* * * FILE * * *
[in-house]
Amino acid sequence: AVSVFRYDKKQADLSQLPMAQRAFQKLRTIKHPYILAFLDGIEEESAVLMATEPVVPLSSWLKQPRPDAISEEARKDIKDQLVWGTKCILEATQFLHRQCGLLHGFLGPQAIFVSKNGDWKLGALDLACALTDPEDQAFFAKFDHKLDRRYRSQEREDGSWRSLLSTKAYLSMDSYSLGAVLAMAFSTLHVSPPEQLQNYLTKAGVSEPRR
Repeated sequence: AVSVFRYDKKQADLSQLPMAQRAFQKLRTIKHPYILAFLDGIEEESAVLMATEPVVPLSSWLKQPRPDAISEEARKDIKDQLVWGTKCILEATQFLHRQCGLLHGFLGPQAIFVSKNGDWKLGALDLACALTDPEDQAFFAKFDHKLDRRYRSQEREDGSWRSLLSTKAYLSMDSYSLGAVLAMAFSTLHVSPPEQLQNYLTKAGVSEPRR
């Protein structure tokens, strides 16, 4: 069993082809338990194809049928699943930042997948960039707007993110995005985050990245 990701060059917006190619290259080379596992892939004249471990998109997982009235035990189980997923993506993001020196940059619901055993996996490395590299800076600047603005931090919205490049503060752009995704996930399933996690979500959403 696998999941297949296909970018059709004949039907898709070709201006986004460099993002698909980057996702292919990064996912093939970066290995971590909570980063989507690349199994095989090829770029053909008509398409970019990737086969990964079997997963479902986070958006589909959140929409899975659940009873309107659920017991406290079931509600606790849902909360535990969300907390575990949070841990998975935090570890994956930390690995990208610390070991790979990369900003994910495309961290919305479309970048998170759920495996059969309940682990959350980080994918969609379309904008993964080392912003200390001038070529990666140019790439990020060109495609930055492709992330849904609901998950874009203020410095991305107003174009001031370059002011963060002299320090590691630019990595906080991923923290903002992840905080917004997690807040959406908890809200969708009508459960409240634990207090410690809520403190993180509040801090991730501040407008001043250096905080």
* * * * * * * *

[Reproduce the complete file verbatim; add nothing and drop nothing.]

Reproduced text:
[in-house]
Amino acid sequence: AVSVFRYDKKQADLSQLPMAQRAFQKLRTIKHPYILAFLDGIEEESAVLMATEPVVPLSSWLKQPRPDAISEEARKDIKDQLVWGTKCILEATQFLHRQCGLLHGFLGPQAIFVSKNGDWKLGALDLACALTDPEDQAFFAKFDHKLDRRYRSQEREDGSWRSLLSTKAYLSMDSYSLGAVLAMAFSTLHVSPPEQLQNYLTKAGVSEPRR
Repeated sequence: AVSVFRYDKKQADLSQLPMAQRAFQKLRTIKHPYILAFLDGIEEESAVLMATEPVVPLSSWLKQPRPDAISEEARKDIKDQLVWGTKCILEATQFLHRQCGLLHGFLGPQAIFVSKNGDWKLGALDLACALTDPEDQAFFAKFDHKLDRRYRSQEREDGSWRSLLSTKAYLSMDSYSLGAVLAMAFSTLHVSPPEQLQNYLTKAGVSEPRR
């Protein structure tokens, strides 16, 4: 069993082809338990194809049928699943930042997948960039707007993110995005985050990245 990701060059917006190619290259080379596992892939004249471990998109997982009235035990189980997923993506993001020196940059619901055993996996490395590299800076600047603005931090919205490049503060752009995704996930399933996690979500959403 696998999941297949296909970018059709004949039907898709070709201006986004460099993002698909980057996702292919990064996912093939970066290995971590909570980063989507690349199994095989090829770029053909008509398409970019990737086969990964079997997963479902986070958006589909959140929409899975659940009873309107659920017991406290079931509600606790849902909360535990969300907390575990949070841990998975935090570890994956930390690995990208610390070991790979990369900003994910495309961290919305479309970048998170759920495996059969309940682990959350980080994918969609379309904008993964080392912003200390001038070529990666140019790439990020060109495609930055492709992330849904609901998950874009203020410095991305107003174009001031370059002011963060002299320090590691630019990595906080991923923290903002992840905080917004997690807040959406908890809200969708009508459960409240634990207090410690809520403190993180509040801090991730501040407008001043250096905080």